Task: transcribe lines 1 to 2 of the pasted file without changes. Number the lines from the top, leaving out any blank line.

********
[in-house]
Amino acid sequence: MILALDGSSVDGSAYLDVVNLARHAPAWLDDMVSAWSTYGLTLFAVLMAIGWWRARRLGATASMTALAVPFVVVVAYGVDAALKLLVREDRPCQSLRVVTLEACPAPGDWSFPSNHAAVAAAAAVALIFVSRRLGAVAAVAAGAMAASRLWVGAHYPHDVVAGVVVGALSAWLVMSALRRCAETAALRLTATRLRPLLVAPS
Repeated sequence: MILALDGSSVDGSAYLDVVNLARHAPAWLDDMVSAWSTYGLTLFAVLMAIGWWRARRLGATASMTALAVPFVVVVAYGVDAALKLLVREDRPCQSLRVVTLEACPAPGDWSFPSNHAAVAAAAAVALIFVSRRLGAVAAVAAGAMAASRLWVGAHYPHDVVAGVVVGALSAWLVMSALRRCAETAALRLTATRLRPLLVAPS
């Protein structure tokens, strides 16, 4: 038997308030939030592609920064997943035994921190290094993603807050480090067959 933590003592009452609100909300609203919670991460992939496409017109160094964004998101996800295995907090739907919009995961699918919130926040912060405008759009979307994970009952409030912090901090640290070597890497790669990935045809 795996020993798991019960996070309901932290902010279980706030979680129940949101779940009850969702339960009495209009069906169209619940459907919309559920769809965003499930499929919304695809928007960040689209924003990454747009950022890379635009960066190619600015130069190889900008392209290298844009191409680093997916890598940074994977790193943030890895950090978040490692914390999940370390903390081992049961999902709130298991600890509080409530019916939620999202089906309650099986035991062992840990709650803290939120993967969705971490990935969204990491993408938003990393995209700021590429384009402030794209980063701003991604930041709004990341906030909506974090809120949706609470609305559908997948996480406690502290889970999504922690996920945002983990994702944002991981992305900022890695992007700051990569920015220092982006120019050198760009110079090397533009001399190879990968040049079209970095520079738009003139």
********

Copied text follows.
[in-house]
Amino acid sequence: MILALDGSSVDGSAYLDVVNLARHAPAWLDDMVSAWSTYGLTLFAVLMAIGWWRARRLGATASMTALAVPFVVVVAYGVDAALKLLVREDRPCQSLRVVTLEACPAPGDWSFPSNHAAVAAAAAVALIFVSRRLGAVAAVAAGAMAASRLWVGAHYPHDVVAGVVVGALSAWLVMSALRRCAETAALRLTATRLRPLLVAPS